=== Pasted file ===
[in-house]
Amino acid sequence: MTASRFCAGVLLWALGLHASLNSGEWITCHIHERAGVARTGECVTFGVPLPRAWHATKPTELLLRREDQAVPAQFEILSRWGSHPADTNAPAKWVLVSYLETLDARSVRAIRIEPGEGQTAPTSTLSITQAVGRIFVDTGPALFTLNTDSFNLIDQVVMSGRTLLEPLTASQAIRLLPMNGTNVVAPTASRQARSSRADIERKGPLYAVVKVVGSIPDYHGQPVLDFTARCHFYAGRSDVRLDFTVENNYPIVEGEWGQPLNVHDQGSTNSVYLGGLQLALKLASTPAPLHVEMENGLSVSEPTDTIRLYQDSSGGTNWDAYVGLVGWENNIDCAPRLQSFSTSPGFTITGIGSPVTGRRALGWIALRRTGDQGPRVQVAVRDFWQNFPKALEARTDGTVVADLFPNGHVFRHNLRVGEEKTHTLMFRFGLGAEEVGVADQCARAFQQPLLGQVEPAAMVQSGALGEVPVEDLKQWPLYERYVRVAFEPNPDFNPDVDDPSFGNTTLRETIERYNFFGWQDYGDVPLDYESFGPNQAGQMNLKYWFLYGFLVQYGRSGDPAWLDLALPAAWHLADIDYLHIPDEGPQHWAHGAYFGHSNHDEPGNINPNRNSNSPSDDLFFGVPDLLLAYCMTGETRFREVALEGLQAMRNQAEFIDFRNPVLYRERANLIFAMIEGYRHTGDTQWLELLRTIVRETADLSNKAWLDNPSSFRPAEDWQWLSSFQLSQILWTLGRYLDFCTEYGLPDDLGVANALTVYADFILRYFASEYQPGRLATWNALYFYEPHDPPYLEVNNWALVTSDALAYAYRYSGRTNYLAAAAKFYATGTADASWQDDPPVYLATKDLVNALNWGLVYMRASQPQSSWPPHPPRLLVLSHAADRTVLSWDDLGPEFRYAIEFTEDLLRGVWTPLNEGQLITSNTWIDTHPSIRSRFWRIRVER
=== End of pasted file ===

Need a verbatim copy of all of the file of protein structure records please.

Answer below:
[in-house]
Amino acid sequence: MTASRFCAGVLLWALGLHASLNSGEWITCHIHERAGVARTGECVTFGVPLPRAWHATKPTELLLRREDQAVPAQFEILSRWGSHPADTNAPAKWVLVSYLETLDARSVRAIRIEPGEGQTAPTSTLSITQAVGRIFVDTGPALFTLNTDSFNLIDQVVMSGRTLLEPLTASQAIRLLPMNGTNVVAPTASRQARSSRADIERKGPLYAVVKVVGSIPDYHGQPVLDFTARCHFYAGRSDVRLDFTVENNYPIVEGEWGQPLNVHDQGSTNSVYLGGLQLALKLASTPAPLHVEMENGLSVSEPTDTIRLYQDSSGGTNWDAYVGLVGWENNIDCAPRLQSFSTSPGFTITGIGSPVTGRRALGWIALRRTGDQGPRVQVAVRDFWQNFPKALEARTDGTVVADLFPNGHVFRHNLRVGEEKTHTLMFRFGLGAEEVGVADQCARAFQQPLLGQVEPAAMVQSGALGEVPVEDLKQWPLYERYVRVAFEPNPDFNPDVDDPSFGNTTLRETIERYNFFGWQDYGDVPLDYESFGPNQAGQMNLKYWFLYGFLVQYGRSGDPAWLDLALPAAWHLADIDYLHIPDEGPQHWAHGAYFGHSNHDEPGNINPNRNSNSPSDDLFFGVPDLLLAYCMTGETRFREVALEGLQAMRNQAEFIDFRNPVLYRERANLIFAMIEGYRHTGDTQWLELLRTIVRETADLSNKAWLDNPSSFRPAEDWQWLSSFQLSQILWTLGRYLDFCTEYGLPDDLGVANALTVYADFILRYFASEYQPGRLATWNALYFYEPHDPPYLEVNNWALVTSDALAYAYRYSGRTNYLAAAAKFYATGTADASWQDDPPVYLATKDLVNALNWGLVYMRASQPQSSWPPHPPRLLVLSHAADRTVLSWDDLGPEFRYAIEFTEDLLRGVWTPLNEGQLITSNTWIDTHPSIRSRFWRIRVER